What Does Facebook Know About Your Private Life

 

Mark Zuckerberg and his Facebook team make their billions of dollars by advertising down to the micro-level — down to an audience of one — you. Everything you do on Facebook, and even while you’re not on Facebook, is tracked, analyzed, and fed into big-data machines.

 

Every Facebook user has a defined persona. What you do, what you care about, where you go, what you eat, who you like, and more is tracked, analyzed, and used to determine what types of content and messages you’re likely to enjoy, and respond to. Like never before, with this data, advertisers can laser-target their messages. So if you’re an advertiser wanting to reach people in Minneapolis who like football, dogs, occasionally drink red wine, and who often travel, then Facebook is your vehicle.

 

It’s all a bit scary and certainly big-brother-ish.

 

What if Facebook’s understanding of me is spot on? What gives them the right to know all that information, other than I guess I gave up all of my privacy rights when I created my Facebook account?

 

What if the persona that Facebook assigns to me is wrong? Could the information about me in Facebook’s database be used against me someday? Could I lose out on an opportunity? Could I get on some sort of government or private company list that ultimately makes my life more difficult, for example, I am more scrutinized at airports?

 

So what does Facebook know about me? What does Facebook know about you?

 

The good news is, the situation isn’t as ominous as it might appear. In fact, you can see your Facebook persona by first logging into your Facebook account, and then using the Ad Preference Tools.

 

Open the Ad Preference Tools and you’ll see a navigation menu about half way down the screen. Click on the links to see your persona, as it relates to a specific category. Make sure to click the MORE link on the right of the navigation bar to open the drop-down menu, where you can select additional categories including Food and Drink, Fashion, and more.

 

Some of what Facebook thinks it knows about me is eerily accurate. Yes, I do have an iPhone 6, an iPad 4, my laptop operating system is Windows 10, and my primary browser is Chrome. Obviously it’s pretty easy for Facebook to figure those out.

 

Facebook also got it right that I enjoy studying personal finance, e-commerce, search technologies and professional keynote speaking; that I think public libraries are awesome; that I enjoy improvisational comedy; that I’m a big fan of Jill Konrath’s and Sean Stephenson’s work; that I like eating kebob’s; that I enjoy Dale Carnegie books and Napoleon Hill’s Think and Grow Rich; and my fantasy superpower is time travel.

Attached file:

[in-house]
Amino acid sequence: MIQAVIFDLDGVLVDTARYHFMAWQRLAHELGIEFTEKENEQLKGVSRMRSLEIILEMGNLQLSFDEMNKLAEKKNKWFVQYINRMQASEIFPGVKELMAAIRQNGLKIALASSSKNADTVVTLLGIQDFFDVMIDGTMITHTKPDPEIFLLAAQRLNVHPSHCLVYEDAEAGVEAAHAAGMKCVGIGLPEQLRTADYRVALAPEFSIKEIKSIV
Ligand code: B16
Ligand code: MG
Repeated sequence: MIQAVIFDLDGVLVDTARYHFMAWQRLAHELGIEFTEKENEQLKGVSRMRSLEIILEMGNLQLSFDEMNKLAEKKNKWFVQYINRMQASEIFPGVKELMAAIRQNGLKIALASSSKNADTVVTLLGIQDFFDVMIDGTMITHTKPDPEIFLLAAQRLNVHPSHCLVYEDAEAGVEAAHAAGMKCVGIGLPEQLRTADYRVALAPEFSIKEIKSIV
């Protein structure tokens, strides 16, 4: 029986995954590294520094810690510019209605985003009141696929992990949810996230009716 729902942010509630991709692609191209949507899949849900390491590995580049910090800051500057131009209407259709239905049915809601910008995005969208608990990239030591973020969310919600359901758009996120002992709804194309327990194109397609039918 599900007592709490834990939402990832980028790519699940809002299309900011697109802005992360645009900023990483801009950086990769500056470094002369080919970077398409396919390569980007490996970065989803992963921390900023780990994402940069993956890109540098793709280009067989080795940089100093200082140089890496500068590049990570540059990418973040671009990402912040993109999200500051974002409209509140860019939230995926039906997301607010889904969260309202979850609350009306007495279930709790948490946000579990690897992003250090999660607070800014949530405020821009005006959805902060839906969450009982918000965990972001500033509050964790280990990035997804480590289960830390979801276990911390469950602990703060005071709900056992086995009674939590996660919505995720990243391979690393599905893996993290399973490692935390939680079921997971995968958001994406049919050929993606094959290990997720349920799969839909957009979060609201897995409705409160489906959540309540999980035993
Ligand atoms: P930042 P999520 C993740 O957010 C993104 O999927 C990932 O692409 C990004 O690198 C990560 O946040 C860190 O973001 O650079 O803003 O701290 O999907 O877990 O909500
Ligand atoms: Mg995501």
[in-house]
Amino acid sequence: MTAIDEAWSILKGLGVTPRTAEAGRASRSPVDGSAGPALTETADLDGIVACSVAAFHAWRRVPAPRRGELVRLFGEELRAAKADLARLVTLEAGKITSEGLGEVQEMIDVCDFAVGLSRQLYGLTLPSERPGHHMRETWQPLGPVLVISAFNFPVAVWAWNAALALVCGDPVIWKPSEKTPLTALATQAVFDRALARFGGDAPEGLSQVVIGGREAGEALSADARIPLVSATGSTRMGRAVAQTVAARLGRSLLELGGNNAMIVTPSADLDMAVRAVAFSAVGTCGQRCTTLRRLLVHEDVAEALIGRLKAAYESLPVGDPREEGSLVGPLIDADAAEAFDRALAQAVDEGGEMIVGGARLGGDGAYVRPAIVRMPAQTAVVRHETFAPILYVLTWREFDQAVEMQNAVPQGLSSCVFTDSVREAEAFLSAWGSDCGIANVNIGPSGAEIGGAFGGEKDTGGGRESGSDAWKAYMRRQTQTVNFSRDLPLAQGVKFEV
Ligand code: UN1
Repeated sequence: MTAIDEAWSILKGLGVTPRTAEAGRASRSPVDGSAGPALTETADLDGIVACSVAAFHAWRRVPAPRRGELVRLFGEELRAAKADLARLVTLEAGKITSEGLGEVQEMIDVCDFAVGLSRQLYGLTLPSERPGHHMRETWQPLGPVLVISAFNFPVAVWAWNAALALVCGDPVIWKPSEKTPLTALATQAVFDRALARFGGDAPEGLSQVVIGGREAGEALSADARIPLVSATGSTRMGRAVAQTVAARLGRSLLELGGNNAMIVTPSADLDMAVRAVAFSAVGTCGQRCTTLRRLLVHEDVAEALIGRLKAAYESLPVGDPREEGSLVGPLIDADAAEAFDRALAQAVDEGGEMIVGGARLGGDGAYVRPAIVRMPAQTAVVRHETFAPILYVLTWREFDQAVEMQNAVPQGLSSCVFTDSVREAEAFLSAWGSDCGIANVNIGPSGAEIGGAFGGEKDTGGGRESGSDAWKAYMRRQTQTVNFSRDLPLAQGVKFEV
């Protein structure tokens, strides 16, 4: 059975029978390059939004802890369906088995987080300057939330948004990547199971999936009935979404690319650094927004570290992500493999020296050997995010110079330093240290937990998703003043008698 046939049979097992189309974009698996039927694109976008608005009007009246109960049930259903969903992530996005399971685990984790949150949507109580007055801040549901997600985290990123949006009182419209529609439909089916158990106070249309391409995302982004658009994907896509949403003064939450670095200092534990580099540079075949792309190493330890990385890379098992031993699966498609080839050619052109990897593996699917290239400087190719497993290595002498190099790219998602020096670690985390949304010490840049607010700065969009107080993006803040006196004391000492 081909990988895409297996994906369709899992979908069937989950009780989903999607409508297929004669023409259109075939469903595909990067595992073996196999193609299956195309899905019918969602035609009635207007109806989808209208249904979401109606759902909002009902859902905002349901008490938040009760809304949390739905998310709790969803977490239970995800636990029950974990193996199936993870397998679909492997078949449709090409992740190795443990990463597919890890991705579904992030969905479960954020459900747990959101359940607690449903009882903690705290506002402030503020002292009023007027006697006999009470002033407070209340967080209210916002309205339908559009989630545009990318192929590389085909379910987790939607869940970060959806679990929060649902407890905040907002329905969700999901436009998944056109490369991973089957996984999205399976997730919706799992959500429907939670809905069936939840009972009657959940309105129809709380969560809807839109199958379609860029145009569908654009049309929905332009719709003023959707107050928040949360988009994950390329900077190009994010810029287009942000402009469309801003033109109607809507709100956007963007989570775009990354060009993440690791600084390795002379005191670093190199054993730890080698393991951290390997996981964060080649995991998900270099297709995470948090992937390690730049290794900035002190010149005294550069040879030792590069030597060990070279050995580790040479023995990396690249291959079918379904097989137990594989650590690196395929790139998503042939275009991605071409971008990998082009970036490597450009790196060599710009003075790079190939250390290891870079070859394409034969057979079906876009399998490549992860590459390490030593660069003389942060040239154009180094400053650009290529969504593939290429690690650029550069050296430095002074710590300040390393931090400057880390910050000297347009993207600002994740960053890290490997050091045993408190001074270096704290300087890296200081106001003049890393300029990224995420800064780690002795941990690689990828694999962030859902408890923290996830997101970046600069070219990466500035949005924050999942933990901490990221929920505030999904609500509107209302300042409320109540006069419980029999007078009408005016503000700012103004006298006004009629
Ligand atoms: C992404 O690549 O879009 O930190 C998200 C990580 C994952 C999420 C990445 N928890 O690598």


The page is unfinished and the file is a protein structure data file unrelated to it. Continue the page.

What is annoying is that my Facebook persona — or who Facebook thinks I am and shares that information with advertisers — includes some wildly inaccurate data.

 

For example, I am not a Socialist (furthest thing from it); I enjoy post-punk rock (are Journey, John Meyer, and Yanni considered punk, and is it okay that I publicly just admitted that I listen to Yanni?); I watch the TV series Derek (never heard of it); and that my favorite airline is Sun Country (nice airline that I occasionally fly, but just in the last few years I have flown more than 1.5 million miles on Delta).

 

So how does Facebook gather this information?

 

Ad Preference Tools makes it pretty easy to find that out too. Just hover your mouse over any of the content squares and Facebook shows you what you did to add that content to your persona. And, because even Mark Zuckerberg and his team understands that “big data” still has a long way to go, Facebook allows you to modify your persona.

 

To do so, hover your mouse over an Ad Preference Tools content box and in the upper-right corner of the box, click the “X” to remove the selected information from your persona profile.

 

In addition, you can click the “Edit Profile” link on the upper-right of the Ad Preference Tools page, and modify the Facebook profile that you created when you opened your Facebook account. The demographic data (e.g., age, where you live, where you work, etc.) that you provided Facebook when you opened your account, and that you may have added to over time, is still the number one factor Facebook uses to craft your persona and use with its advertisers.

 

So now you know how to access and change your Facebook persona, and even take control over some of the content and ads you see within Facebook, now that you Know More.

 

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